Glendale College's Student Magazine
Monday July 16th 2018

Michael Harnett: Teaching a Man to Fish

Trying to find words to describe Dr. Michael Harnett as a college professor is like trying to find new ways to describe Magic Johnson as a basketball player. Both have amazing individual statistics and pedigrees to backup claims to their primacy. The Magic Johnson analogy is hardly a stretch, and it is no small irony that Dr. Harnett initially aspired to a career in athletics, both as a basketball and tennis standout in high school. “I constantly want to keep getting better, he says. “I’m not satisfied with the way things had been.”

With the utmost sincerity, I can  say that I owe a lot to Dr. Harnett, as it was his belief in me that pushed me to apply to the University of California, Los Angeles, and helped to keep me focus in the most stressful of times, including when my mother passed away. I’ll never forget the lessons he taught me, and, undoubtedly, neither will countless other students who walked through his office. So how did this outstanding instructor get his start?

Harnett initially intended to pursue an engineering degree after matriculating to the University of Southern California, but quickly realized it wasn’t the career path for him. He found that he preferred science, math and language far more than engineering, and soon he was off on a college career that culminated in a Doctorate in Educational Psychology from UCSB. Today, he teaches at Glendale Community College, a campus with a diverse makeup of students.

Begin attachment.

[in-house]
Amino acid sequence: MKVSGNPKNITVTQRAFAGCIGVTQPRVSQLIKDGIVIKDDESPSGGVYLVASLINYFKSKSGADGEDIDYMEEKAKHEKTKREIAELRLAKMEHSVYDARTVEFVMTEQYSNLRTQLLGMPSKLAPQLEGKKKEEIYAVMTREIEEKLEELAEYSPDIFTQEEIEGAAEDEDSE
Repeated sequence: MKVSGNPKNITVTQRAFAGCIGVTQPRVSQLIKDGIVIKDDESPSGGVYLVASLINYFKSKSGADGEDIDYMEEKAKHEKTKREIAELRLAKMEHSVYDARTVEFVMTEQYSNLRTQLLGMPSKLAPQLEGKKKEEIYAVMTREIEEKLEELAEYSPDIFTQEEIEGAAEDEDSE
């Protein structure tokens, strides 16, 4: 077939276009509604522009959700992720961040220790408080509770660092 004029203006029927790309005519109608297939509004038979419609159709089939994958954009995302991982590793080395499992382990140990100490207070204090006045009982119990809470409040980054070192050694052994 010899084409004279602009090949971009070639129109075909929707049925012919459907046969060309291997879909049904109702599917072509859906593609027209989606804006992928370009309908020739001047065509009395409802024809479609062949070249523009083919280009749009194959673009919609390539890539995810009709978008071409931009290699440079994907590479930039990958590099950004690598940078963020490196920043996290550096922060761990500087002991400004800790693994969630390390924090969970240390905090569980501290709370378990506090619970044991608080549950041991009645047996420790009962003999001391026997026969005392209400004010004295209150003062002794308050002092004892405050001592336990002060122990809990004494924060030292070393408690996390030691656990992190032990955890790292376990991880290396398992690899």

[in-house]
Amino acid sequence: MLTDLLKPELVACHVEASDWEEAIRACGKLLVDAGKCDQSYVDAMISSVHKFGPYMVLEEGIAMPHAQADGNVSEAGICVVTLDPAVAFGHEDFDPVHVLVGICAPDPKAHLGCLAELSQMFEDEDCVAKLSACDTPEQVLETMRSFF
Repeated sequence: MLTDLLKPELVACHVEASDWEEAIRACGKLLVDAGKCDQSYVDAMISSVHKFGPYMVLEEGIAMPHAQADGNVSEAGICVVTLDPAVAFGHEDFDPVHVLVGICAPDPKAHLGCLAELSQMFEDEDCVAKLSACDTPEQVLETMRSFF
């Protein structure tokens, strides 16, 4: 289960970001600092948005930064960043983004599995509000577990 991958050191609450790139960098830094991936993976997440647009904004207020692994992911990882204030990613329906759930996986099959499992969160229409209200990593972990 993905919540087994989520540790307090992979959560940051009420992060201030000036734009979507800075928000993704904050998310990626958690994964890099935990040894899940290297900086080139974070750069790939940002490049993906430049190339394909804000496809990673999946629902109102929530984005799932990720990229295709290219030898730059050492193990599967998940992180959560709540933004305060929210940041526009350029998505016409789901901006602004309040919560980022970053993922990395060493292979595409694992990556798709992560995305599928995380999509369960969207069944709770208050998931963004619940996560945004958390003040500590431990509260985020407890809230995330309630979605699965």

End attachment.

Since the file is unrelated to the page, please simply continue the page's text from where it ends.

Before he was an educator at Glendale Community College, Harnett attended the high school where his father taught and coached the tennis team.  For most, that would be a kind of social suicide, but Harnett took it in stride (minus not knowing whether to refer to his father as “dad” or “Mr. Harnett” at first). He ultimately chose to call him dad. And he chose to follow in his path.

His career path, Harnett says, crystallized for him around the idea that he, “wanted to do something to help somebody.” He realized too that it was something he was good at and that he enjoyed “talking to people and helping them out.” He was also interested in a way to challenge himself and to challenge his students. “I wanted to teach at the highest level I could. Where I thought I could reach people.” Harnett relates how his father’s background as an educator informed his decision to pursue a career as an educator himself, citing his parent’s assessment of teaching as one of the “noble professions.” Indeed, his father would liken it to being a priest or a doctor (without the cool robes and all the pay), explains Harnett. In his household, his dad would often stress the importance of being achievement-oriented, not just to get something, but just to be a more well-rounded person.

Apart from teaching course in English, humanities, and psychology, Harnett also runs the scholars program at GCC. Why go above and beyond? “If there’s anything I can do [to help], I’m going to do it. I’m going to get these people where they need to get.” It’s a spirit of giving he says, that he saw in his home when his father would bring people over because they “looked like they needed a meal.” His father’s sense of altruism that he’s adopted and Harnett wanting to be “someone who could help someone else” is evident in the long lines that one often finds outside of the professor’s cramped office on the second floor of the library building.

Harnett believes in his students and treats his profession as his whole life, leaving it all out on the proverbial floor every time he sets foot on campus. Dr. Harnett talks about “not being ego involved, but being task involved” as a method of staying true to the goal of education and helping others and keeping his own ego in check.

For more information about the GCC Scholar’s Program:

About Louis Mathieu
Louis Mathieu is a student at Glendale Community College. He will be attending UCLA in the fall semester.

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